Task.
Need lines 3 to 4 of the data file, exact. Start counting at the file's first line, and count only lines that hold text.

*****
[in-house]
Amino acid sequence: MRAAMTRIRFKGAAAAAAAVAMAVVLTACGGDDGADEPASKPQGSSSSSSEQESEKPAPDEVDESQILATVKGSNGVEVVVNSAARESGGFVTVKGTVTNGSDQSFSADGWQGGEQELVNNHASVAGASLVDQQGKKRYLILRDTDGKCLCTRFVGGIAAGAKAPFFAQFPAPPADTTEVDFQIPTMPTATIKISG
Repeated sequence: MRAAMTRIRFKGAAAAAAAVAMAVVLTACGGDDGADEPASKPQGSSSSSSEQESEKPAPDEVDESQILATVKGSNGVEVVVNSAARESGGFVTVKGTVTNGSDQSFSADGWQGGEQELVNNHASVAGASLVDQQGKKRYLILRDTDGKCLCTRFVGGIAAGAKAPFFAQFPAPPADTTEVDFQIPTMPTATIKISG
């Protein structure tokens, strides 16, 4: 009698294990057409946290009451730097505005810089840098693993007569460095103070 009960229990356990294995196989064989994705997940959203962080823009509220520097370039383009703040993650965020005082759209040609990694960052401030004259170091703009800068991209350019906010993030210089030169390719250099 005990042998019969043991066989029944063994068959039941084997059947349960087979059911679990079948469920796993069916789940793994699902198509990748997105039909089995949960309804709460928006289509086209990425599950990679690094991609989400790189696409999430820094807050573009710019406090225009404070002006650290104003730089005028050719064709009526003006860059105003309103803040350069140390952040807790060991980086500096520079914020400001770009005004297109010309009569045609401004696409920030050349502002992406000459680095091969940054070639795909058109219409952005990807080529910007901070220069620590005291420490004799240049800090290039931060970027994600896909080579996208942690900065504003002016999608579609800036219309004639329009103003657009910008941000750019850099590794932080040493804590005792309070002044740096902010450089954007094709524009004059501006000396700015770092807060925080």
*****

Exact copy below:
Repeated sequence: MRAAMTRIRFKGAAAAAAAVAMAVVLTACGGDDGADEPASKPQGSSSSSSEQESEKPAPDEVDESQILATVKGSNGVEVVVNSAARESGGFVTVKGTVTNGSDQSFSADGWQGGEQELVNNHASVAGASLVDQQGKKRYLILRDTDGKCLCTRFVGGIAAGAKAPFFAQFPAPPADTTEVDFQIPTMPTATIKISG
């Protein structure tokens, strides 16, 4: 009698294990057409946290009451730097505005810089840098693993007569460095103070 009960229990356990294995196989064989994705997940959203962080823009509220520097370039383009703040993650965020005082759209040609990694960052401030004259170091703009800068991209350019906010993030210089030169390719250099 005990042998019969043991066989029944063994068959039941084997059947349960087979059911679990079948469920796993069916789940793994699902198509990748997105039909089995949960309804709460928006289509086209990425599950990679690094991609989400790189696409999430820094807050573009710019406090225009404070002006650290104003730089005028050719064709009526003006860059105003309103803040350069140390952040807790060991980086500096520079914020400001770009005004297109010309009569045609401004696409920030050349502002992406000459680095091969940054070639795909058109219409952005990807080529910007901070220069620590005291420490004799240049800090290039931060970027994600896909080579996208942690900065504003002016999608579609800036219309004639329009103003657009910008941000750019850099590794932080040493804590005792309070002044740096902010450089954007094709524009004059501006000396700015770092807060925080």